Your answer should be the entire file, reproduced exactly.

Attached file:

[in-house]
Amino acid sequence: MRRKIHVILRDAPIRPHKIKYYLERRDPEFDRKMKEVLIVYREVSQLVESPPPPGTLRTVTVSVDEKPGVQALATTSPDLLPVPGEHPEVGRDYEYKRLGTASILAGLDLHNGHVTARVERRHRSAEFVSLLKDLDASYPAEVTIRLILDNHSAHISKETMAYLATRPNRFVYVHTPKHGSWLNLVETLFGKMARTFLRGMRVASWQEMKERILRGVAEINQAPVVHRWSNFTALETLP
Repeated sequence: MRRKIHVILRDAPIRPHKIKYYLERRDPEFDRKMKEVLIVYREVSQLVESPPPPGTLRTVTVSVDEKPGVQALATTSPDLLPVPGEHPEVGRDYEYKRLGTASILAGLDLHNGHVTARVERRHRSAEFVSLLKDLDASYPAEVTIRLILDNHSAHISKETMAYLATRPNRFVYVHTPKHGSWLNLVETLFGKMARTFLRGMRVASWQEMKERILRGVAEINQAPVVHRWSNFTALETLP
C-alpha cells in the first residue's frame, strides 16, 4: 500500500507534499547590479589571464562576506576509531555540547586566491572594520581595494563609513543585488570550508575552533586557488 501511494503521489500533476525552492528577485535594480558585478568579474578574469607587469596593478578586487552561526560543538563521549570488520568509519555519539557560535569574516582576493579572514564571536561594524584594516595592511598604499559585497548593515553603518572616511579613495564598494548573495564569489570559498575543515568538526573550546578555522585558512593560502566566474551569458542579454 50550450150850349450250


[in-house]
Amino acid sequence: MRRKIHVILRDAPIRPHKIKYYLERRDPEFDRKMKEVLIVYREVSQLVESPPPPGTLRTVTVSVDEKPGVQALATTSPDLLPVPGEHPEVGRDYEYKRLGTASILAGLDLHNGHVTARVERRHRSAEFVSLLKDLDASYPAEVTIRLILDNHSAHISKETMAYLATRPNRFVYVHTPKHGSWLNLVETLFGKMARTFLRGMRVASWQEMKERILRGVAEINQAPVVHRWSNFTALETLP
Repeated sequence: MRRKIHVILRDAPIRPHKIKYYLERRDPEFDRKMKEVLIVYREVSQLVESPPPPGTLRTVTVSVDEKPGVQALATTSPDLLPVPGEHPEVGRDYEYKRLGTASILAGLDLHNGHVTARVERRHRSAEFVSLLKDLDASYPAEVTIRLILDNHSAHISKETMAYLATRPNRFVYVHTPKHGSWLNLVETLFGKMARTFLRGMRVASWQEMKERILRGVAEINQAPVVHRWSNFTALETLP
C-alpha cells in the first residue's frame, strides 16, 4: 500500500507534499547590479589571464562576506576509531555540547586566491572594520581595494563609513543585488570550508575552533586557488 501511494503521489500533476525552492528577485535594480558585478568579474578574469607587469596593478578586487552561526560543538563521549570488520568509519555519539557560535569574516582576493579572514564571536561594524584594516595592511598604499559585497548593515553603518572616511579613495564598494548573495564569489570559498575543515568538526573550546578555522585558512593560502566566474551569458542579454 50550450150850349450250